WEIRTON - A sports-induced hip surgery, two traffic accidents and a serious head injury gave Weir High senior Kayla Hinchee a new perspective on life.
The daughter of Steve and Michelle Hinchee, Kayla was recently named the 2013 West Virginia Cinderella Scholarship Pageant overall teen winner, earning her the right to compete in the International Cinderella competition in July.
In middle school "I was all about sports," she said. "Softball, volleyball, basketball. My freshman year I had to have hip surgery. I was finally getting back into sports when I was in a bad car accident."
WINS TITLE — Weirton Mayor George Kondik has become one of Kayla Hinchee’s biggest boosters. Hinchee, the new West Virginia Teen Cinderella, overcame hip surgery and concusssion-induced short-term memory problems caused by a pair of traffic mishaps to claim the title. -- Contributed
Hinchee said she suffered a serious concussion, which left her with short-term memory loss. Three months later she was in another accident which intensified her problems.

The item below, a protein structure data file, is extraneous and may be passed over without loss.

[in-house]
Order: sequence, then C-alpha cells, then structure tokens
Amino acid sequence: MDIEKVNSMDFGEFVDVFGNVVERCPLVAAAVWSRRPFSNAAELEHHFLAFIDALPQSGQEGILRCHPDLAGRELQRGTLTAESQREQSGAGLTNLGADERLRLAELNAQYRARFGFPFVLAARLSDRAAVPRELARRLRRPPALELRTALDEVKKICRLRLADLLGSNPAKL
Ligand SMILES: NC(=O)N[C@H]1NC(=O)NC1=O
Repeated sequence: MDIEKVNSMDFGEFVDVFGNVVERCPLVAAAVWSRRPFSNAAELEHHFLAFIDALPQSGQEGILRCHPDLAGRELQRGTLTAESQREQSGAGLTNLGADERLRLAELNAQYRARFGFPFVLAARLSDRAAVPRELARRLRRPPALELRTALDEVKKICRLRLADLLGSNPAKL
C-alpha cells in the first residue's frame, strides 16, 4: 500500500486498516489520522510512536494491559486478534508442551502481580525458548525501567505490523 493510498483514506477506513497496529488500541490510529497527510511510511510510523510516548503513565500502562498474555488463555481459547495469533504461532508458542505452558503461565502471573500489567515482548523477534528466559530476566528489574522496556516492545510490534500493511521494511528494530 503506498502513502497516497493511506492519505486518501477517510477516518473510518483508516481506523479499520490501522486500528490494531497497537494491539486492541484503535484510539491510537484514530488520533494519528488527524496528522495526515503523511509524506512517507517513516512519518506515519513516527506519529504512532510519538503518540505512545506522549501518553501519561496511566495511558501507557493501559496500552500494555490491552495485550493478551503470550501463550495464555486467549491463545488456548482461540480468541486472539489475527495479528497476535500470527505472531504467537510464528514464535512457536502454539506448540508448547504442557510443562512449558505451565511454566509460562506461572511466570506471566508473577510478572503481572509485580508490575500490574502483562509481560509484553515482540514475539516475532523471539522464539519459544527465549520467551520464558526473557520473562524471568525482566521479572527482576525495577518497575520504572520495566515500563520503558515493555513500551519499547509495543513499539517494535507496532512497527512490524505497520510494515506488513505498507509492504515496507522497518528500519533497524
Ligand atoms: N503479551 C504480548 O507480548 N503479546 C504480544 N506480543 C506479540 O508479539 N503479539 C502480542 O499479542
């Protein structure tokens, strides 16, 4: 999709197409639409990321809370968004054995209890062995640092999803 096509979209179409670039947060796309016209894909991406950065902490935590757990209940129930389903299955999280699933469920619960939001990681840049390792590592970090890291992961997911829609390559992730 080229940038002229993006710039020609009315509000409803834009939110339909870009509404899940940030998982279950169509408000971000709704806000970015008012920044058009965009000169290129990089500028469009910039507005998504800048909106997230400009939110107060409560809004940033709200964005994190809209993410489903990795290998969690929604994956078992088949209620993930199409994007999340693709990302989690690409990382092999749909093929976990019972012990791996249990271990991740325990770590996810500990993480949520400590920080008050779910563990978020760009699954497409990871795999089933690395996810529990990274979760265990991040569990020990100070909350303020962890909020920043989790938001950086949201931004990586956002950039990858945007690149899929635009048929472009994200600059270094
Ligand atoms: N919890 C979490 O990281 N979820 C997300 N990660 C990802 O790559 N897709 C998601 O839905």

"I started to get migraines, suffered more memory loss," she said. "I couldn't do any type of activity, but I really needed something to do.
Hinchee's dance teacher of 14 years, Michelle McAbee, got her involved with the Cinderella pageant, a youth development scholarship program. She said the Cinderella system is different than other pageants: While contestants still compete on talent, interviews, casual and formal wear as well as their photogenic qualities, "their goal is to (help you) make a difference in your community, and support the state."
Winners are encouraged to adopt a cause - for Hinchee, that was easy. She chose to focus her efforts on young people, "children who are homeless or need help."
"I was very, very nervous, but also excited," she said. "I'd never done anything like this before, I didn't really know what to expect. But I did really well my first time out; hopefully, I'll do just as well at Internationals."
By virtue of winning the state title, Hinchee will compete for the International Cinderella title in July.
"My mom was completely against it, but once I told her I could make a difference, that I thought I could make a difference by winning, she's supported me 100 percent," she said. "I hope that by working within the community I can raise money for underprivileged children.
"You know, everybody always says there's nothing to do in Weirton - I want to get more activities for children and young adults."
Hinchee said there were 15 girls competing for West Virginia's Cinderella title, "and I was completely surprised when (they told me) I'd won."